Dr. Deb’s Mental Health Vitamin: Summer and kids

July 11, 2018 / by / 0 Comment

Dr. Deb Wade

By Dr. Deb Wade
GCU Vice President, Counseling and Psychological Services

As the “dog days of summer” completely envelop us, my mind has wandered in the direction of … KIDS!

Though my own children are now adults, I fully remember how the middle of summer can begin to drag, which then can summon a whole host of issues: boredom on one end of the spectrum and activity overload on the opposite end.

Parents can become weary from trying to keep the kids active and from trying to create community so that idleness, boredom and electronics overload does not occur.

Trying to balance time so that kids have a scenario rich with intentional outcomes – time to be active, time to be quiet, time to be creative, time to be helpful – can wear down even the heartiest of parents. And if you are in the parenting boat alone, double or triple the responsibility is laid at your feet. WHEW!

But let’s turn the focus from “what kids want” to “what kids need” as we navigate the parenting waters – whether you have wee ones or teen ones. Dig deeper and recall the mission of what will enhance your kids’ chances of surviving life and not just surviving the dog days of summer.

  • TIME AND ATTENTION AND ENERGY: Plain and simple, as well as cliché, kids need parents’ time – AND a focus of energy and attention that tells them they are important. This time can be spent focused on certain activities or merely when listening, learning and joining into their world.
  • AFFIRMATION: TELL your children about their uniqueness, special qualities and lovable selves.
  • ENCOURAGEMENT: The world can be a discouraging place much of the time – let your home be one of encouragement, support and laughter. In YOUR home, kids feel safe to stretch and reach beyond their current levels of accomplishment.
  • A SENSE OF BELONGING: As with adults, children need to feel they belong – to their parents, to family, to a friend and with a group of friends. Instill this sense of belonging by promoting those qualities in your children that make them pleasant to be around – kindness, warmth, connectiveness, investment and interest in others. Also, provide communities for your children to be part of – scouts, dance, sports, music, drama, etc. This will provide them with a sense of accomplishment AND belonging!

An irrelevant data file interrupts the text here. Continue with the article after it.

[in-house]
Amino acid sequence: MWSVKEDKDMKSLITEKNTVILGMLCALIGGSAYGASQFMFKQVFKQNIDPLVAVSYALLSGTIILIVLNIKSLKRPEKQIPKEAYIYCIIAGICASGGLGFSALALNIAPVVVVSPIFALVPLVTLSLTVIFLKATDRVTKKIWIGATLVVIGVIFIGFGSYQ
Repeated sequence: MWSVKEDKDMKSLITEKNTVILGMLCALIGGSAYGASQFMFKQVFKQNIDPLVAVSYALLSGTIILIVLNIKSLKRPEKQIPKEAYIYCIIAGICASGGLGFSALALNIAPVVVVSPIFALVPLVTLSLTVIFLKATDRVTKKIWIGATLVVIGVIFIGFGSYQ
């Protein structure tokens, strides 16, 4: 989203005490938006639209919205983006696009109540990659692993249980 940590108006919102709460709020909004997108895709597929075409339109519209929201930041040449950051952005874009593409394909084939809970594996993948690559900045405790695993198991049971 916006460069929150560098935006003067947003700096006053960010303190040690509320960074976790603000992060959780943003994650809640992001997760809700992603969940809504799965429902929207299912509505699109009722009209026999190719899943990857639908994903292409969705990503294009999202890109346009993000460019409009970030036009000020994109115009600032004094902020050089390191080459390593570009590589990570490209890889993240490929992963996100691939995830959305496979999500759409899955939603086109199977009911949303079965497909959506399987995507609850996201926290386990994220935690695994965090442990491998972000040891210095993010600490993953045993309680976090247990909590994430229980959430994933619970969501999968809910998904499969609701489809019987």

• LEADERSHIP: Not only do children need solid and consistent leadership in the home, they also need opportunities to BE leaders. Affirm this quality in your children by providing opportunities for them to be “in charge” and show leadership at home.
  • ADVENTURE: With each task you undertake with your children, allow them to experience it as an adventure – whether that is a trip to the store or a walk through the forest. Children can find adventure by examining a June bug! Allow them to share this with you, too.
  • A SENSE OF ACCOMPLISHMENT: Not only do kids need to feel worthy of making things happen, they also need to feel gratification from the effort they expend. Praise their attempts, delight in the outcomes!
  • HEROES: Face it – the world is not known for its share of healthy heroes and role models. Talk about this with your children – help them to associate with people of good character. Surround them with your own adult friends who are people of high values and good character. Talk about the “heroes” of the world – the good, the bad and the ugly – and why. Most importantly, be of “hero-quality” yourself. Have unshakeable standards and values, integrity and character.
  • FUN, EXCITEMENT AND CREATIVITY: When home is a place where fun exists and laughter reigns, your kids will want to be there no matter how old they get or how tall they grow. Enough said!
  • CONFIDENCE: Instill confidence by encouraging your children to try – to set goals, to develop action plans, to prepare and to strive. Remember, it is more important to try and fail than it is to fail to try! Praise them for their effort, for their courage. Give them the tools, the boost of confidence and the solid belief in their efforts – and before too long, their own self-belief will emerge!
  • A SOLID FOUNDATION: A home that honors and worships God, which has a spiritual leader, which has parents who openly love and honor one another, is the best base upon which to build a family. If you are a single parent doing the job of two, your foundation of a Christ-centered family will summon great respect for you from the children you are raising.

So while we all endure the unusual heat that surrounds our nation and while we individually endure the dog days of summer, let’s remember: We can focus on what kids want and hope to hit the bull’s-eye in pleasing them. OR … we can focus also on what kids NEED – and give them tools for a lifetime.

About the Author
Leave a Comment